Regular Article| Volume 88, ISSUE 2, P173-180, February 2000

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Platelet-Activating Factor and Bacteremia-Induced Pulmonary Hypertension

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      Background. Acute lung injury is a common complication of gram-negative sepsis. Pulmonary hypertension and increased lung vascular permeability are central features of lung injury following experimental bacteremia. Platelet-activating factor is a prominent proinflammatory mediator during bacterial sepsis. Our previous studies have demonstrated that exogenous administration of platelet-activating factor (PAF) induces pulmonary edema without causing pulmonary hypertension. Interestingly, inhibition of PAF activity during Escherichia coli bacteremia prevents the development of both pulmonary hypertension and pulmonary edema. These data suggest that PAF contributes to pulmonary hypertension during sepsis, but that this is unlikely to be a direct vascular effect of PAF. The goal of the present study was to investigate the mechanism by which acute E. coli bacteremia induces pulmonary injury and to define the role that PAF plays in this injury. We hypothesized that the effects of PAF on pulmonary hypertension during bacteremia are due to the effects of PAF on other vascular mediators. Several studies suggest that PAF induces the expression of endothelin-1 (ET), a potent peptide vasoconstrictor. Further, our previous studies have implicated ET as a central mediator of systemic vasoconstriction during bacteremia. We therefore sought to assess whether ET is modulated by PAF. E. coli has also been demonstrated to increase endothelial production of nitric oxide (NO), which contributes to maintenance of basal vascular tone in the pulmonary circulation. We hypothesized that PAF might increase pulmonary vascular resistance during bacteremia by activating neutrophils, increasing expression of ET, and decreasing the tonic release of NO. Furthermore, we hypothesized that hypoxic vasoconstriction did not contribute to pulmonary vasoconstriction during the first 120 min of E. coli bacteremia.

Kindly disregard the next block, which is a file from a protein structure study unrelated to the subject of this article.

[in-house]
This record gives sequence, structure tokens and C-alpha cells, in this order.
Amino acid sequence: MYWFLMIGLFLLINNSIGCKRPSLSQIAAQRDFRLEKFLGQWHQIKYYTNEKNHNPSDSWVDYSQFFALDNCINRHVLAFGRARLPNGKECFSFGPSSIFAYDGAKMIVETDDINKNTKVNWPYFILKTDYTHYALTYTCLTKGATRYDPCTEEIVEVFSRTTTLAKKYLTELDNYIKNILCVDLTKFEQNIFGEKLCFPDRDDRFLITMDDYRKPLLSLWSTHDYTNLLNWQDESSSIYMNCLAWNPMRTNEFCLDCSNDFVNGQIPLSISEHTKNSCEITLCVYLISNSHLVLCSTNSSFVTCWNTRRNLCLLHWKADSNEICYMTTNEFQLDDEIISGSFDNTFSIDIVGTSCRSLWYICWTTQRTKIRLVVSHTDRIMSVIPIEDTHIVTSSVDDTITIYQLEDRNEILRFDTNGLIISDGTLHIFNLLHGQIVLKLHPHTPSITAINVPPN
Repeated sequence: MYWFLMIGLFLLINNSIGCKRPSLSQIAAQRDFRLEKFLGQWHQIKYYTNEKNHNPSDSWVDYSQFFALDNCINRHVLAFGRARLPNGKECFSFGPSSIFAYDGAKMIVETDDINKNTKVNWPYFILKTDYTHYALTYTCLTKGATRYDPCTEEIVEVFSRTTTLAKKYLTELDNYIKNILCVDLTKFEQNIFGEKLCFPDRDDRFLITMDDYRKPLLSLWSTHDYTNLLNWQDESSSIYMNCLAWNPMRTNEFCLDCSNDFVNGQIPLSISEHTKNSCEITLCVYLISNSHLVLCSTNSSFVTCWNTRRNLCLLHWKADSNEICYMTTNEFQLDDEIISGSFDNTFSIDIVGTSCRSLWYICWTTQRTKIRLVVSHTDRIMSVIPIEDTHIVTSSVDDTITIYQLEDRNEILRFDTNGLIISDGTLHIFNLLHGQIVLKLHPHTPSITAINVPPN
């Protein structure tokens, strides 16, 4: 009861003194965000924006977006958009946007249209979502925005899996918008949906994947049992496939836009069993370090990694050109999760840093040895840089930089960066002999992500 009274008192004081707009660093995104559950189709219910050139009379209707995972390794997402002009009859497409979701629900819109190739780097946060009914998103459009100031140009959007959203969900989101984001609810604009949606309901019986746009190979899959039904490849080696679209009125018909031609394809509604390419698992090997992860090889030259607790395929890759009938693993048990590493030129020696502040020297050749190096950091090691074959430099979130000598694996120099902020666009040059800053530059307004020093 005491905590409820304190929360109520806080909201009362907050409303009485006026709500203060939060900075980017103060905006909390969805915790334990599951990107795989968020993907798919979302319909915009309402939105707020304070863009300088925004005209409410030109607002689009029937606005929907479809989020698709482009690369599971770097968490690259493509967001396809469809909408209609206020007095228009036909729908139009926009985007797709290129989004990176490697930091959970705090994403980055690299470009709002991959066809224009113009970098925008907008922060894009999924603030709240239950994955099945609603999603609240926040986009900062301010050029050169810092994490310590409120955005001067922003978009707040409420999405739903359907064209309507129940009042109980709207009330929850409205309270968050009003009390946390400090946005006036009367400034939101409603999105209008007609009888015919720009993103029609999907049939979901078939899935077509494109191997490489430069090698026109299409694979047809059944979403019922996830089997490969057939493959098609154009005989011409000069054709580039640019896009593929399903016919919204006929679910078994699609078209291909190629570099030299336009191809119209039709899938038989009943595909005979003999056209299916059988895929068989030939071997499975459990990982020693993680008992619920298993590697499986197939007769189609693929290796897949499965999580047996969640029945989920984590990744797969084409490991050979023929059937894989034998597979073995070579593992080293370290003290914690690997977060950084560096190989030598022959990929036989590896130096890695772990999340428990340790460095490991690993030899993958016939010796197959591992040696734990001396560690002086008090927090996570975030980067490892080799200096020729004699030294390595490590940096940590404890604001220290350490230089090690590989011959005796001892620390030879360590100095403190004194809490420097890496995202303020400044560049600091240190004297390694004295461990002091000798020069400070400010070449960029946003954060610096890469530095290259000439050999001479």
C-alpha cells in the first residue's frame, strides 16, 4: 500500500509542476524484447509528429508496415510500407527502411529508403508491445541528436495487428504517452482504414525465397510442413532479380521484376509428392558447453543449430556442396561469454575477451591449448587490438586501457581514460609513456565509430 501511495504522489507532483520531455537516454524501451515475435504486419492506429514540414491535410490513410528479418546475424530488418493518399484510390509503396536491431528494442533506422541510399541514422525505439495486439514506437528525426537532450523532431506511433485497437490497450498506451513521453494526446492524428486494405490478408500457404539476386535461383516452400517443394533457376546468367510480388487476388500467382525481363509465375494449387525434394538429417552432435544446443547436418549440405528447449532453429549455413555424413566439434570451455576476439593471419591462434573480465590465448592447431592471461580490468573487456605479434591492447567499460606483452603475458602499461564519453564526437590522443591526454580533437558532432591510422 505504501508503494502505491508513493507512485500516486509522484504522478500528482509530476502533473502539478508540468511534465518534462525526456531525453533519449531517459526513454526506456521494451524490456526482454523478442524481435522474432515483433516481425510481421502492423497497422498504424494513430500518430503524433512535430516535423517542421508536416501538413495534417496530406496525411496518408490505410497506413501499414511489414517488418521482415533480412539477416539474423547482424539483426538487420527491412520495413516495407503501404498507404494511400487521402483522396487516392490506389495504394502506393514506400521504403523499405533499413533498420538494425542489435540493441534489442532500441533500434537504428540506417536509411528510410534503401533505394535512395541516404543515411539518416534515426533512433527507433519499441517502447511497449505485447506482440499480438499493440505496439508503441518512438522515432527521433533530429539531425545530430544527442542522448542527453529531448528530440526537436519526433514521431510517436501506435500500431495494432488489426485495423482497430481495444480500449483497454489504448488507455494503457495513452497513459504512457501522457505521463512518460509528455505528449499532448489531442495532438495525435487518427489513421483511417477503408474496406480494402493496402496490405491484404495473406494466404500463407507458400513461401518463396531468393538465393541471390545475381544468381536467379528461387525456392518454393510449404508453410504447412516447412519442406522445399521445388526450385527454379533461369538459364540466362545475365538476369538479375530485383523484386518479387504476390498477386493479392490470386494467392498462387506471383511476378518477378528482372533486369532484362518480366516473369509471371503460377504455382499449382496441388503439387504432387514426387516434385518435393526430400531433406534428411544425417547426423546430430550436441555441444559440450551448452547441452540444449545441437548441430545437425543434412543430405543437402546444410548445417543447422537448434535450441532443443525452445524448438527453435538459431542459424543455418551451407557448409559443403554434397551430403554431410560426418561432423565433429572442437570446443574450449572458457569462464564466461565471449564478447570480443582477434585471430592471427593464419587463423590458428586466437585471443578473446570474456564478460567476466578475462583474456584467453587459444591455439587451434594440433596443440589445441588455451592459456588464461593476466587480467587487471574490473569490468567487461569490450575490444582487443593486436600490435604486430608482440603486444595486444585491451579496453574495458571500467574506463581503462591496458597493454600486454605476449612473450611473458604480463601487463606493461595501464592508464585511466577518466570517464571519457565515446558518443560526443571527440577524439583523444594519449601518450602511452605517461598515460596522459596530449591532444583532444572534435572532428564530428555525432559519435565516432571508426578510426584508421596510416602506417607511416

Methods. Pulmonary artery pressure (PAP), blood pressure (BP), heart rate (HR), and arterial blood gases (ABG) were measured in anesthetized spontaneously breathing adult male Sprague–Dawley rats. E. coli (109 CFU/100 g body wt) was injected at t = 0, and hemodynamic data were obtained at 10-min intervals and ABG data at 30-min intervals for a total of 120 min. Sham animals were treated equally but received normal saline in place of E. coli. In treatment groups, a 2.5 mg/kg dose of WEB 2086, a PAF receptor antagonist, was administered intravenously 15 min prior to the onset of sepsis or sham sepsis. The groups were (1) intravenous E. coli (n = 5); (2) intravenous WEB 2086 pretreatment + intravenous E. coli (n = 5); (3) intravenous WEB 2086 alone (n = 5); and (4) intravenous normal saline (n = 6). Nitric oxide metabolites (NOx) and ET concentrations were assayed from arterial serum samples obtained at the end of the protocol. Lung tissue was harvested for measurement of myeloperoxidase (MPO) activity and pulmonary histology.
      Results. E. coli bacteremia increased HR, PAP, and respiratory rate early during sepsis (within 20 min), while hypoxemia, hypotension, and hemoconcentration were not manifest until the second hour. Pretreatment with WEB 2086 completely abrogated all of these changes. E. coli bacteremia increased the activity of serum ET, lung MPO, and neutrophil sequestration in the lung parenchyma via a PAF-dependent mechanism. However, the mechanism of increased production of NO appears to be PAF independent.
      Conclusions. These data support the hypothesis that E. coli bacteremia rapidly induces pulmonary hypertension stimulated by PAF and mediated at least in part by endothelin-1 and neutrophil activation and sequestration in the lung. Microvascular injury with leak is also mediated by PAF during E. coli bacteremia, but the time course of resultant hypoxemia and hemoconcentration is slower than that of pulmonary hypertension. The contribution of hypoxic vasoconstriction in exacerbating pulmonary hypertension in gram-negative sepsis is probably a late (beyond 2 h) phenomenon. PAF receptor antagonism administered early in gram-negative sepsis might reduce pulmonary hypertension and capillary leak.


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